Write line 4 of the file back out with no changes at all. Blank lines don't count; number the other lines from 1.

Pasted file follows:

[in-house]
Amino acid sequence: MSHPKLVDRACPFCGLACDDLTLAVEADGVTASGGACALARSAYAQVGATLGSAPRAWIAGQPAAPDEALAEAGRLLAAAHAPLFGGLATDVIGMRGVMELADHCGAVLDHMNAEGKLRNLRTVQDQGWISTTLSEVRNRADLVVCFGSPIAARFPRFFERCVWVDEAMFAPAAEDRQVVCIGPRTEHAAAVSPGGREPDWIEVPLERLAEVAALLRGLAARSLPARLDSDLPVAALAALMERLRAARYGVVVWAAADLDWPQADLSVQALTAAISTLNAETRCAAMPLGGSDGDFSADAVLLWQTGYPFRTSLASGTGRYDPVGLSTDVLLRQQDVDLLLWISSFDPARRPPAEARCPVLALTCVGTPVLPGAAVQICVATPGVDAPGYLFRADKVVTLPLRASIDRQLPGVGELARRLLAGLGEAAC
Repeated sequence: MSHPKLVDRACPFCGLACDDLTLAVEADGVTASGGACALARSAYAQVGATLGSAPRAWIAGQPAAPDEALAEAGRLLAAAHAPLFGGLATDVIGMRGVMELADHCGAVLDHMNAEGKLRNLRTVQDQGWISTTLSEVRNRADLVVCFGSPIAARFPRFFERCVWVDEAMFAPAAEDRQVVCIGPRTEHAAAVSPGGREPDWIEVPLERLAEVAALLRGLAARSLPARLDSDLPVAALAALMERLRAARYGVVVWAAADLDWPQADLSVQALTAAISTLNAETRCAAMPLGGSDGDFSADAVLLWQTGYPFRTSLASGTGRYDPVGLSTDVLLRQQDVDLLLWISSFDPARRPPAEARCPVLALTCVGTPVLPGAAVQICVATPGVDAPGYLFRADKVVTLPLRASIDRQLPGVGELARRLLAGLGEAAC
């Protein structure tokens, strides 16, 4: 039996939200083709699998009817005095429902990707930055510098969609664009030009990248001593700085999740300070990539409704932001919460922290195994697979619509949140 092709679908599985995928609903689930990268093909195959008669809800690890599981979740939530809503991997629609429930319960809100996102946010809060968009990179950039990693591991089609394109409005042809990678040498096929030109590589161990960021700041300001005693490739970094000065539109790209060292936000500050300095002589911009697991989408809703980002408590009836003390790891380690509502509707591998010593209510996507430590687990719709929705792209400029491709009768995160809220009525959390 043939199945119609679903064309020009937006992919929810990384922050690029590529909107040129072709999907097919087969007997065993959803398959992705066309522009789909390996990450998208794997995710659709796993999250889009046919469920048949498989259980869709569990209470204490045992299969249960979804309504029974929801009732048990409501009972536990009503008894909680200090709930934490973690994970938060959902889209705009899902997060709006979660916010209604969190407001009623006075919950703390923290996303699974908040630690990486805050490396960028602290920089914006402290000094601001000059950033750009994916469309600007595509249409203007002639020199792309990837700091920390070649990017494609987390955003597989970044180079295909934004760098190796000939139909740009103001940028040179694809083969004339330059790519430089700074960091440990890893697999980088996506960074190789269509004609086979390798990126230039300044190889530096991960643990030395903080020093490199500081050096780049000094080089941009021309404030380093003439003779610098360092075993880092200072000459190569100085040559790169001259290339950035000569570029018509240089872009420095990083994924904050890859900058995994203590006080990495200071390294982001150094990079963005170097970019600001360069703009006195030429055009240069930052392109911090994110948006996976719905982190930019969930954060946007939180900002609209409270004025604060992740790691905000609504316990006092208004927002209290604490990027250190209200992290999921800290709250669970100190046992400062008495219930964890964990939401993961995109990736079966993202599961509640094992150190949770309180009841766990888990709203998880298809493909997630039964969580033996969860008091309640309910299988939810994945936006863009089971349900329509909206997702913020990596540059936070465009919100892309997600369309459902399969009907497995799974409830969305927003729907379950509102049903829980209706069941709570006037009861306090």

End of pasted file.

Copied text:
């Protein structure tokens, strides 16, 4: 039996939200083709699998009817005095429902990707930055510098969609664009030009990248001593700085999740300070990539409704932001919460922290195994697979619509949140 092709679908599985995928609903689930990268093909195959008669809800690890599981979740939530809503991997629609429930319960809100996102946010809060968009990179950039990693591991089609394109409005042809990678040498096929030109590589161990960021700041300001005693490739970094000065539109790209060292936000500050300095002589911009697991989408809703980002408590009836003390790891380690509502509707591998010593209510996507430590687990719709929705792209400029491709009768995160809220009525959390 043939199945119609679903064309020009937006992919929810990384922050690029590529909107040129072709999907097919087969007997065993959803398959992705066309522009789909390996990450998208794997995710659709796993999250889009046919469920048949498989259980869709569990209470204490045992299969249960979804309504029974929801009732048990409501009972536990009503008894909680200090709930934490973690994970938060959902889209705009899902997060709006979660916010209604969190407001009623006075919950703390923290996303699974908040630690990486805050490396960028602290920089914006402290000094601001000059950033750009994916469309600007595509249409203007002639020199792309990837700091920390070649990017494609987390955003597989970044180079295909934004760098190796000939139909740009103001940028040179694809083969004339330059790519430089700074960091440990890893697999980088996506960074190789269509004609086979390798990126230039300044190889530096991960643990030395903080020093490199500081050096780049000094080089941009021309404030380093003439003779610098360092075993880092200072000459190569100085040559790169001259290339950035000569570029018509240089872009420095990083994924904050890859900058995994203590006080990495200071390294982001150094990079963005170097970019600001360069703009006195030429055009240069930052392109911090994110948006996976719905982190930019969930954060946007939180900002609209409270004025604060992740790691905000609504316990006092208004927002209290604490990027250190209200992290999921800290709250669970100190046992400062008495219930964890964990939401993961995109990736079966993202599961509640094992150190949770309180009841766990888990709203998880298809493909997630039964969580033996969860008091309640309910299988939810994945936006863009089971349900329509909206997702913020990596540059936070465009919100892309997600369309459902399969009907497995799974409830969305927003729907379950509102049903829980209706069941709570006037009861306090």